I would like to commend Ella Taylor for writing “Burning Bush” [June 25–July 1], the best review of Michael Moore’s film Fahrenheit 9/11 that I have read. Although I am strictly against both the Iraq invasion and the Bush administration, I do take issue with some of the techniques employed by Moore, objections that Ms. Taylor’s review helps elucidate. Her reasoned analysis is refreshing when compared to the raw emotion driving the support and dissent surrounding the film.
I think Ella Taylor’s review is pretty inaccurate. The purpose of watching Bush get ready to make his speech is to illustrate that politics is show business. And the point of watching Bush read My Pet Goat is to show that he knew his country was under attack and didn’t realize he had a job to do. Apparently neither does your reviewer. She calls Moore a “simplifier.” Was Moore supposed to put the last three years on film? Or the 20 years of previous administrations and American businesses (à la Halliburton) supporting Saddam so he could terrorize his people and Iran? Or to try to explain in a two-hour film that bombing people isn’t all that liberating? Jeez; what’s the girl want from a movie?
One glance at the “Kids Rock” cover [June 18–24] and anyone who’s already noticed Seven McDonald’s near-blind obsession with lil’ people could guess the story’s author. Her fixation is so obvious it forces one to ponder why she hasn’t devoted some print space to autobiographical material relating to her own child-star career and rock & roll pedigree. It would be a win-win situation for everyone: We would get to enjoy her near-constant name-dropping and undying adoration of thrift-store fashion sensibility, and Ms. McDonald would get to work out her issues without running up a big-time therapy bill.
Maybe L.A. Weekly’s editorial office enjoys having a mascot who devotes her journalistic career to a written version of Bob McCalister’s opening routine on Wonderama, but the bit is played-out beyond belief in “Kids Rock,” in which McDonald hangs out on endless street corners with countless kiddies and treats us to her fanzine-style approach to reporting. True, I’m reading, so something’s working. But I only keep up with the contributions so I’ll be able to get the biggest yuks from the growing legion of readers whose collective jaws drop with the predictability of her subject matter. This isn’t journalism; it’s the contents of a schoolgirl’s dream book.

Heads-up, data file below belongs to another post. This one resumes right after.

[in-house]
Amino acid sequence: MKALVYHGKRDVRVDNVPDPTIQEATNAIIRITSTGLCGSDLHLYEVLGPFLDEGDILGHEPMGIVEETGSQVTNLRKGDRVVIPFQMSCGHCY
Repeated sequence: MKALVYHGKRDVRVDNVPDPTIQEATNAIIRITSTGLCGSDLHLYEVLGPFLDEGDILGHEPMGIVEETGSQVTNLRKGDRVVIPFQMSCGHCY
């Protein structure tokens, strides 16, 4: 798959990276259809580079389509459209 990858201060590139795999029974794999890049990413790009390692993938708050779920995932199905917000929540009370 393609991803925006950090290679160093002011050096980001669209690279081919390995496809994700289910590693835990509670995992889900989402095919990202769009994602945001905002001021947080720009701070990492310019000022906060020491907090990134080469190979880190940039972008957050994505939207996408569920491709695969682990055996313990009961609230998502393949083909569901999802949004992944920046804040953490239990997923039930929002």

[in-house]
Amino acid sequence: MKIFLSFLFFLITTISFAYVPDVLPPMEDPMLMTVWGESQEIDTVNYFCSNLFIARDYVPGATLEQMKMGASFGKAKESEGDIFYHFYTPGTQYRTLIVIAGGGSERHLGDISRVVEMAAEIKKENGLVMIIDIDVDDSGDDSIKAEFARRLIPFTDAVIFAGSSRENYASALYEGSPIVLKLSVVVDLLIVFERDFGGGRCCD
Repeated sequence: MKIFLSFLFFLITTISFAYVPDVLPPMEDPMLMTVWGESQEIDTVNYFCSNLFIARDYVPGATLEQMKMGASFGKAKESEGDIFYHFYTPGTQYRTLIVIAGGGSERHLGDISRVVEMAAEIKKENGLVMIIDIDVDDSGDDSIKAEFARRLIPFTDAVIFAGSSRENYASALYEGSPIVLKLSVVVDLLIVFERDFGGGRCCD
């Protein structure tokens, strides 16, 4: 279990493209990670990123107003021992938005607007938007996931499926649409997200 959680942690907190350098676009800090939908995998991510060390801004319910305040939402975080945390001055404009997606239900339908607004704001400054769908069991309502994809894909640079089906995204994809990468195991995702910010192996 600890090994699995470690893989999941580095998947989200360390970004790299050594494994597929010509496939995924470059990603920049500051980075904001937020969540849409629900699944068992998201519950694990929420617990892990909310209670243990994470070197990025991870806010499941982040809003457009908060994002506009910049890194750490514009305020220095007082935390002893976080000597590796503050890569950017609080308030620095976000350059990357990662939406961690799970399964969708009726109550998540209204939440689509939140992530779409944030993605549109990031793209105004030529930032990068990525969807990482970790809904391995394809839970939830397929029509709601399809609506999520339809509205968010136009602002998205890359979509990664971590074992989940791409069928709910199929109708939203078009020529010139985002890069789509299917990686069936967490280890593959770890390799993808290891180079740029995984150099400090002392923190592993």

Art Goldberg and Susan Philips articulate the problems of the anti-war movement well in Steven Mikulan’s “Two Words” [Open City, June 18–24]. While the Kerry Factor is a big deal, what has kept me away from anti-war protests is the linkage that groups like ANSWER make between Bush’s war in Iraq and the politics of the Israel/Palestine conflict.
Since Vietnam, Jews have contributed a vast number of protesters to anti-war movements. But no self-respecting Jew will go to a rally where Ariel Sharon is compared to a German dictator or where the so-called Israeli occupation is labeled genocide. Although Goldberg and Philips say this in a different way to Mikulan, I nevertheless believe it is a more important factor than John Kerry in keeping protests down.
MY OLD FRIEND
As a movie watcher, I have enough respect for those behind and in front of the cameras on the Graduate sidebar (it’s not a sequel or a prequel, so I think “sidebar” is an appropriate description) to give this project the benefit of the doubt. It would be nice if Ms. Nikki Finke and all the Hollywood naysayers would at least let the movie be made and released before they start throwing spears at it [Deadline Hollywood, “Say It Ain’t So, Mrs. Robinson,” June 25–July 1].
Pembroke Pines, Florida
What a shame that Steven Mikulan spent so much time comparing Chuck Smith’s and my adaptation of Ray Bradbury’s play Next in Line to the Bradbury short story it was based on [“Rocket Man,” June 25–July 1]. Unfortunately for Mr. Mikulan’s thesis — that we “shifted the focus” — the play was based on two Bradbury short stories, “Next in Line” and “Interval in Sunlight.” I say unfortunately because in expounding on what the playwrights did or did not do, the play itself was not reviewed.
I was under the impression that the L.A. Weekly observes the protocol of reviewing, which is to cover the essential factors of a production. I am not blaming Mr. Mikulan; we neglected to make clear the origins of the play. But if he was bent on writing an essay about the rights and wrongs of adaptation, a phone call to the adapters might seem self-evident.
Mikulan replies: For the record, I did comment (favorably) on the set and called the play wordy and filled with somewhat stagy dialogue. I did not write the quote you attribute to me.
Congratulations to the L.A. Weekly writers who were honored at the ninth annual Alternative Newsweekly Awards, an event sponsored by the Association of Alternative Newsweeklies. Kristine McKenna won 1st place in the Arts Feature category for “The Ace is Wild: The Doug Chrismas Story” (October 10–16, 2003); Brendan Bernhard won 2nd place in Arts Criticism for his Box Populi columns “A Head Above” (April 18–24, 2003) and “How AMERICAN Is It?” (May 2–8, 2003); John Curry won 2nd place in Editorial Layout for “A User’s Guide to Kicking” (August 22–28, 2003); Kate Sullivan won 3rd place in Music Criticism for “Against Small Odds” (October 31–November 6, 2003), “Boy Wonder” (April 11–17, 2003) and “Vinyl Fetish” (February 7–13, 2003); and Vince Beiser won 3rd place in the News Story (In-depth) category for “Harvest of Pain” (November 28–December 4, 2003).
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